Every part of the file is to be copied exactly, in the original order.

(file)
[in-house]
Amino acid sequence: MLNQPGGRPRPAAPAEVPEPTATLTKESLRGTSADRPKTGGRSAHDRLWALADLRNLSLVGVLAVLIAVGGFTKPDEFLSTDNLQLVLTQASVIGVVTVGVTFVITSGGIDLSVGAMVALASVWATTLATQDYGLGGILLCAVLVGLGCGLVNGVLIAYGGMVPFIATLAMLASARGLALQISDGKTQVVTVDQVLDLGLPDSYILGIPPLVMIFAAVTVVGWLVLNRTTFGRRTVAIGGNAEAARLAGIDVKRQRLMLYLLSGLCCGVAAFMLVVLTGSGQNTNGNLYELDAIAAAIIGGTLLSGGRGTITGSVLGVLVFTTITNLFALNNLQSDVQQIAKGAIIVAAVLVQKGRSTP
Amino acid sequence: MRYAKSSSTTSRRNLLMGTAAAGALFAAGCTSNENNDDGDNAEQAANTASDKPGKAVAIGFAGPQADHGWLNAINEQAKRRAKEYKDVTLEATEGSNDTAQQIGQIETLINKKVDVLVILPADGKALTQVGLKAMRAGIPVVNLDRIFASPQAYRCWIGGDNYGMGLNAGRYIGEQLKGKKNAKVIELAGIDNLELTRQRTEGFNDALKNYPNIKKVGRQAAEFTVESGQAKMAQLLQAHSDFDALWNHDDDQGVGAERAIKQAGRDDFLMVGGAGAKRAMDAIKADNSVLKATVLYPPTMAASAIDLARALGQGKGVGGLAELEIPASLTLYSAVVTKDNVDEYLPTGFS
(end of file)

[in-house]
Amino acid sequence: MLNQPGGRPRPAAPAEVPEPTATLTKESLRGTSADRPKTGGRSAHDRLWALADLRNLSLVGVLAVLIAVGGFTKPDEFLSTDNLQLVLTQASVIGVVTVGVTFVITSGGIDLSVGAMVALASVWATTLATQDYGLGGILLCAVLVGLGCGLVNGVLIAYGGMVPFIATLAMLASARGLALQISDGKTQVVTVDQVLDLGLPDSYILGIPPLVMIFAAVTVVGWLVLNRTTFGRRTVAIGGNAEAARLAGIDVKRQRLMLYLLSGLCCGVAAFMLVVLTGSGQNTNGNLYELDAIAAAIIGGTLLSGGRGTITGSVLGVLVFTTITNLFALNNLQSDVQQIAKGAIIVAAVLVQKGRSTP
Amino acid sequence: MRYAKSSSTTSRRNLLMGTAAAGALFAAGCTSNENNDDGDNAEQAANTASDKPGKAVAIGFAGPQADHGWLNAINEQAKRRAKEYKDVTLEATEGSNDTAQQIGQIETLINKKVDVLVILPADGKALTQVGLKAMRAGIPVVNLDRIFASPQAYRCWIGGDNYGMGLNAGRYIGEQLKGKKNAKVIELAGIDNLELTRQRTEGFNDALKNYPNIKKVGRQAAEFTVESGQAKMAQLLQAHSDFDALWNHDDDQGVGAERAIKQAGRDDFLMVGGAGAKRAMDAIKADNSVLKATVLYPPTMAASAIDLARALGQGKGVGGLAELEIPASLTLYSAVVTKDNVDEYLPTGFS